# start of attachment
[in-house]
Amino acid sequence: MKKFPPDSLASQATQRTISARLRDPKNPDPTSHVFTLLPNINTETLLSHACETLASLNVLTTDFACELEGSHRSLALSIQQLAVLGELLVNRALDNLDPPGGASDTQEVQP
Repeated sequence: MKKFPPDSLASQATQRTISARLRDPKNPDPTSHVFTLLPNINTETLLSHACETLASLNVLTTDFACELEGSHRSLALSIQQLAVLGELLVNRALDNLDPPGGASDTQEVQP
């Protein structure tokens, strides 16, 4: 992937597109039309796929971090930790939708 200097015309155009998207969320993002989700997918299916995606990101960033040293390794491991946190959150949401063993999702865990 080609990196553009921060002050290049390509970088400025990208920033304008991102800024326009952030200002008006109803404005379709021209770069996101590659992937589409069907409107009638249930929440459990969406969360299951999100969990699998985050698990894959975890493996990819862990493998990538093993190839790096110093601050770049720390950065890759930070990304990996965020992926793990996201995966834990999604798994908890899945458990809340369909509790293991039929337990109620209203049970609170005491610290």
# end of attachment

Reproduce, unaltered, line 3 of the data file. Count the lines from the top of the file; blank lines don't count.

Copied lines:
Repeated sequence: MKKFPPDSLASQATQRTISARLRDPKNPDPTSHVFTLLPNINTETLLSHACETLASLNVLTTDFACELEGSHRSLALSIQQLAVLGELLVNRALDNLDPPGGASDTQEVQP